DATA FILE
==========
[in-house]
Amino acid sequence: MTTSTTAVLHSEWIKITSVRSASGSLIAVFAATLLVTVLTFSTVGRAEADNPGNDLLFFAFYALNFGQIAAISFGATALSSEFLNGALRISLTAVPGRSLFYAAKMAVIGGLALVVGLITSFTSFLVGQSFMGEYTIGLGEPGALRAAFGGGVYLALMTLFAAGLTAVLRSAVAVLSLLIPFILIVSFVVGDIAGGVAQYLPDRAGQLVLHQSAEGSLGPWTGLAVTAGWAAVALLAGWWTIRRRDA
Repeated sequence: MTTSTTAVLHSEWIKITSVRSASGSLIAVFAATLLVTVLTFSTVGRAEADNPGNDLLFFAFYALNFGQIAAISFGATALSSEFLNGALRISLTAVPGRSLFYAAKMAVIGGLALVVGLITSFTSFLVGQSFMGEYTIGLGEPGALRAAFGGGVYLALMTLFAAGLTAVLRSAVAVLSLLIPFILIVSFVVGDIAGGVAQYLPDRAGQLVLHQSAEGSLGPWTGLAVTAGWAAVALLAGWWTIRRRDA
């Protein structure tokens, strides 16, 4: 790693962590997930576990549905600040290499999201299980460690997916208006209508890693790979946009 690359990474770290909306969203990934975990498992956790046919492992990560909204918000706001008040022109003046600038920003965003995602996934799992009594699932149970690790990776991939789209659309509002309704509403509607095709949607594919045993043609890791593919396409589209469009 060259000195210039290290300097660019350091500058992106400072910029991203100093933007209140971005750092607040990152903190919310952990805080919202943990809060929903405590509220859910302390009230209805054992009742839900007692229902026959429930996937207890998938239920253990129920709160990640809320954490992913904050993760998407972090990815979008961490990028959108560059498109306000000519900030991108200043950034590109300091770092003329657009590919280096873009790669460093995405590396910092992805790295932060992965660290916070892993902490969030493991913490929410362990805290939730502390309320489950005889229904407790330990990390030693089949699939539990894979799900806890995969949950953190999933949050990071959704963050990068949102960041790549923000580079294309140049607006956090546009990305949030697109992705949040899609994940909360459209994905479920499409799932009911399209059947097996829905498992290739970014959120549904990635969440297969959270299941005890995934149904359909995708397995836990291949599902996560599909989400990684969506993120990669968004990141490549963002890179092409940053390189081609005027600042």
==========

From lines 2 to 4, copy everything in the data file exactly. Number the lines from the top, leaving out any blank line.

Amino acid sequence: MTTSTTAVLHSEWIKITSVRSASGSLIAVFAATLLVTVLTFSTVGRAEADNPGNDLLFFAFYALNFGQIAAISFGATALSSEFLNGALRISLTAVPGRSLFYAAKMAVIGGLALVVGLITSFTSFLVGQSFMGEYTIGLGEPGALRAAFGGGVYLALMTLFAAGLTAVLRSAVAVLSLLIPFILIVSFVVGDIAGGVAQYLPDRAGQLVLHQSAEGSLGPWTGLAVTAGWAAVALLAGWWTIRRRDA
Repeated sequence: MTTSTTAVLHSEWIKITSVRSASGSLIAVFAATLLVTVLTFSTVGRAEADNPGNDLLFFAFYALNFGQIAAISFGATALSSEFLNGALRISLTAVPGRSLFYAAKMAVIGGLALVVGLITSFTSFLVGQSFMGEYTIGLGEPGALRAAFGGGVYLALMTLFAAGLTAVLRSAVAVLSLLIPFILIVSFVVGDIAGGVAQYLPDRAGQLVLHQSAEGSLGPWTGLAVTAGWAAVALLAGWWTIRRRDA
């Protein structure tokens, strides 16, 4: 790693962590997930576990549905600040290499999201299980460690997916208006209508890693790979946009 690359990474770290909306969203990934975990498992956790046919492992990560909204918000706001008040022109003046600038920003965003995602996934799992009594699932149970690790990776991939789209659309509002309704509403509607095709949607594919045993043609890791593919396409589209469009 060259000195210039290290300097660019350091500058992106400072910029991203100093933007209140971005750092607040990152903190919310952990805080919202943990809060929903405590509220859910302390009230209805054992009742839900007692229902026959429930996937207890998938239920253990129920709160990640809320954490992913904050993760998407972090990815979008961490990028959108560059498109306000000519900030991108200043950034590109300091770092003329657009590919280096873009790669460093995405590396910092992805790295932060992965660290916070892993902490969030493991913490929410362990805290939730502390309320489950005889229904407790330990990390030693089949699939539990894979799900806890995969949950953190999933949050990071959704963050990068949102960041790549923000580079294309140049607006956090546009990305949030697109992705949040899609994940909360459209994905479920499409799932009911399209059947097996829905498992290739970014959120549904990635969440297969959270299941005890995934149904359909995708397995836990291949599902996560599909989400990684969506993120990669968004990141490549963002890179092409940053390189081609005027600042």